If baseball cards have taught me anything about life, it’s to never underestimate the power that timing and personal experience can have on perception of the truth.
Take this 1978 Topps Dave Goltz card, for example.
Had I been a collector that Spring, I might have already known that Goltz was one of the top pitchers in the game, and, if I hadn’t, Topps’ photo choice might have clued me in.
Here was a guy who was so popular and good-looking, after all, that The Old Gum Company chose to devote card #249 to his special brand of fan relations. You can almost hear the excited whispers from youngsters in the stands just in front of Goltz as their hero signs their card, or maybe nearby teenage girls are shrieking with delight as the golden sun splashes across his movie-star head of hair.
Or, I could have just turned the card over to see that Goltz had won 20 games in 1977. Now that’s something to get excited about!
(To see what Goltz’s 1977 card was all about, see Matthew R’s rundown here.)
But my introduction to Dave Goltz came not in the heady Spring that followed his sixth-place finish in the American League Cy Young voting but in the hot summer of 1983. It was my first year of real collecting, and I was devouring every pack of Donruss, Fleer, and (especially) Topps wax that I could lay my chubby little fingers on.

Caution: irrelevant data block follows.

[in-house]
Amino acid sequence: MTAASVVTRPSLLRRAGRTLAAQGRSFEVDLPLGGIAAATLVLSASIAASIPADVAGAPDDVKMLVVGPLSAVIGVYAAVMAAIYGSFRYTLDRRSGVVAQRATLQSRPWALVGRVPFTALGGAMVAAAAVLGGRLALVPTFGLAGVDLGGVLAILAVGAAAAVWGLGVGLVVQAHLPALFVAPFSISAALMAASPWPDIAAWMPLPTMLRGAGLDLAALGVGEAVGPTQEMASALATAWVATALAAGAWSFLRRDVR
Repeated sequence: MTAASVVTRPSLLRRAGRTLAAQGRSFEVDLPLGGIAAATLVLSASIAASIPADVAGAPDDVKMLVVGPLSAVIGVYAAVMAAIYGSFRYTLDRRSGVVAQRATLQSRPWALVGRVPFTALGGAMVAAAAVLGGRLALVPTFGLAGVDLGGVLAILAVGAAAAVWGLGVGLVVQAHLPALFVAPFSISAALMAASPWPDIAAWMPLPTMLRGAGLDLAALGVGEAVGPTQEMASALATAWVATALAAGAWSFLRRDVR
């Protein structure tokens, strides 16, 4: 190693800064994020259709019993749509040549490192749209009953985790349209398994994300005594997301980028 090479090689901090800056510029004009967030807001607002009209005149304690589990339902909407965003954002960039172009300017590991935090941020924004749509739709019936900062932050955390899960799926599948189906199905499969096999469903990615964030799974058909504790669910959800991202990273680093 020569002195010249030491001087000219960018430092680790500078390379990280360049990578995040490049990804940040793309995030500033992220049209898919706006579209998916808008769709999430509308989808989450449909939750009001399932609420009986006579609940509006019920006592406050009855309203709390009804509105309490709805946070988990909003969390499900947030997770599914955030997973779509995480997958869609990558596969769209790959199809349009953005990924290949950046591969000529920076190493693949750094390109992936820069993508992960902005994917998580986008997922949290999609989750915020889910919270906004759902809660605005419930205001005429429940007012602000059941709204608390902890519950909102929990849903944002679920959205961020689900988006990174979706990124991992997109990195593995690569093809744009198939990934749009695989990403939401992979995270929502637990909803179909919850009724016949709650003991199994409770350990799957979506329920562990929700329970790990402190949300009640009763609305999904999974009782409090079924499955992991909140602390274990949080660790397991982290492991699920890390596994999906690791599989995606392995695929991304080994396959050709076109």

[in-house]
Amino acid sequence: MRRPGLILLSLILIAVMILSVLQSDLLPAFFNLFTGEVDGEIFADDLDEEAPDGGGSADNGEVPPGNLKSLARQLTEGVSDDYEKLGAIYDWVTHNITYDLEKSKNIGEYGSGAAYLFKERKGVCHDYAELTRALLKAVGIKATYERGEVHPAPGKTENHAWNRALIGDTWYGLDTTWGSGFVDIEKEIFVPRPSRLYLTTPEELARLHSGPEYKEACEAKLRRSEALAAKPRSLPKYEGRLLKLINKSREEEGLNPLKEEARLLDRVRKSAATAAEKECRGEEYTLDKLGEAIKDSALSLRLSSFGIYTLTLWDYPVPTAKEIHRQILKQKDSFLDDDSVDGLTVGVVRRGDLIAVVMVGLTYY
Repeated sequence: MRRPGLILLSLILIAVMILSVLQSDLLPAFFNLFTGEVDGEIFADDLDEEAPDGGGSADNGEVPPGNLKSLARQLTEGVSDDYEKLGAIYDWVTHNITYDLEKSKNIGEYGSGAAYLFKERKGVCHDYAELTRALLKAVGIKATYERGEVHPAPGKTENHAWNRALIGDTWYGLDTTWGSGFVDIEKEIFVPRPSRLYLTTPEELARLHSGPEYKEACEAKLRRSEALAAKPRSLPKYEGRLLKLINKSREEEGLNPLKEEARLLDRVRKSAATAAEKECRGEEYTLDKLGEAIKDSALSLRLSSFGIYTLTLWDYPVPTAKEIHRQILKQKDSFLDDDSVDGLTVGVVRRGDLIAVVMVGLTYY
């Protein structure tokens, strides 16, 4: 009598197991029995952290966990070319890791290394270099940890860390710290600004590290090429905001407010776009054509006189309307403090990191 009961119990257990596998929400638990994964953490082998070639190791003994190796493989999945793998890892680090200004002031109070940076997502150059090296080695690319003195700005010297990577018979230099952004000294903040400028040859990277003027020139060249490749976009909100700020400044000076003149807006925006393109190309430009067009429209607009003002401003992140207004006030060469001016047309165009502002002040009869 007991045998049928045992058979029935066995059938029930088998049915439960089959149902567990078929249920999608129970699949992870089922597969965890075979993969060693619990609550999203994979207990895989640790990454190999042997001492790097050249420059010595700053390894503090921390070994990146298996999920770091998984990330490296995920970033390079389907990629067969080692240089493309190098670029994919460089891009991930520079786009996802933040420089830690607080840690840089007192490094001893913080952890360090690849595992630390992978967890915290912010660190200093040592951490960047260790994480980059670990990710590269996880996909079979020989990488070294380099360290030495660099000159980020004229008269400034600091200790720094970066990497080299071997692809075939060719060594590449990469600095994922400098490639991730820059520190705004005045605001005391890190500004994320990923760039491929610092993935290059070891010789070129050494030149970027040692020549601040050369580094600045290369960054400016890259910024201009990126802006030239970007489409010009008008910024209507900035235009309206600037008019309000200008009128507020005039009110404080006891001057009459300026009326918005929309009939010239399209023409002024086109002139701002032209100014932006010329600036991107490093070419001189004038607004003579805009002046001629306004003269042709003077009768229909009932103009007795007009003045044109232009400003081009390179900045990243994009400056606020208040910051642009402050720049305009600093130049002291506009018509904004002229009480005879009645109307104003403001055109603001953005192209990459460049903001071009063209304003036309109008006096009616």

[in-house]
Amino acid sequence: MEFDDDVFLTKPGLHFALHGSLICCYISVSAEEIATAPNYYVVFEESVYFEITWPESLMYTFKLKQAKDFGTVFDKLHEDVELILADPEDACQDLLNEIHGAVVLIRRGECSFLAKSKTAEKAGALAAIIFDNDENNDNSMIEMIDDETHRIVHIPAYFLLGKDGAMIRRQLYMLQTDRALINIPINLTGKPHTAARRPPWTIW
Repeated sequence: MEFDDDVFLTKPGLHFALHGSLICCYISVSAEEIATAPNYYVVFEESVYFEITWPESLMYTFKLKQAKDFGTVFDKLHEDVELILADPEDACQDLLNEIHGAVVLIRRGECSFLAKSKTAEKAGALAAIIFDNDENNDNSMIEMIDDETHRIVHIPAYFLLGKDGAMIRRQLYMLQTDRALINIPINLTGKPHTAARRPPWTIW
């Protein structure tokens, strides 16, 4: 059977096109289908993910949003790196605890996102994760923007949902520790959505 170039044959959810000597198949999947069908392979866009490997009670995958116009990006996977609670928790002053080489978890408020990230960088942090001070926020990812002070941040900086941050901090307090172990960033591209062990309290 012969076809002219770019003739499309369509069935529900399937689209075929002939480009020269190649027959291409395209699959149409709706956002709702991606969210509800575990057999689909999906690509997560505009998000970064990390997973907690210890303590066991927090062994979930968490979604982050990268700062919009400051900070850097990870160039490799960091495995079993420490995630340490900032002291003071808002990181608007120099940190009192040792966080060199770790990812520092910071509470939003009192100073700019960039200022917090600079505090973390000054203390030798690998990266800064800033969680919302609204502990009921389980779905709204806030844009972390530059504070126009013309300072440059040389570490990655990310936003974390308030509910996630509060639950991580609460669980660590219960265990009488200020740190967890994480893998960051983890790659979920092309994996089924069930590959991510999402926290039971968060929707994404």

Among my piles of Kent Tekulve Super Veteran cards and Pat Corrales manager cards, I encountered Dave Goltz for the first time. You can see how he appeared at age 33 over there to the right.
To my 11-year-old eyes, Goltz looked like a stodgy old man who was at a loss for what to do next. Especially in the inset photo, with his mouth hanging open, Goltz seemed to be confused — as if George had just stiffed him for a tip again, which frequently happened to him in his side gig as The Jefferson‘s doorman, Ralph Hart.
Most likely, I didn’t bother to turn Goltz’s card over to study his stats, because I had never heard of him. And because he looked like a(n old) sitcom character.
I slipped him back into the stack between Manny Trillo and Garth Iorg and thumbed on, looking for something more exciting, like a checklist card.
I didn’t even notice when he pitched his last Major League game in June of that year.
At some point, though, I did come across some Dave Goltz cards from earlier in his career, including this 1974 Topps stunner.
It’s likely that I did flip this one over — I eventually looked at every card back I came across — but dismissed his nine career wins to that point as not worthy of deeper study.
I do remember thinking that he would have made a stellar third Darrin in Bewitched, though.
And so, thanks to my limited world view, colored heavily by nighttime television — and from the disadvantaged vantage points of the beginning and end of his career — Dave Goltz became nothing more than baseball card filler. That he had an every-man TV face made him slightly more interesting but mostly, somehow, more odd.
Eventually, of course, I stumbled upon my 1978 Goltz card, with its unusual action shot of the heroic figure in profile. It was enough to make me flip over the card and discover that, yes, this guy was a pretty darn good pitcher. Somewhere in the more judgmental corners of my brain, though, a synapse fired, and I started chewing on the name.
“Dave Goltz … Dave Goltz … Dave Goltz.”
Ah, yes, I remember. He’s the guy who looks like Ned Wertimer.
Old perceptions, it turns out, are hard to overcome.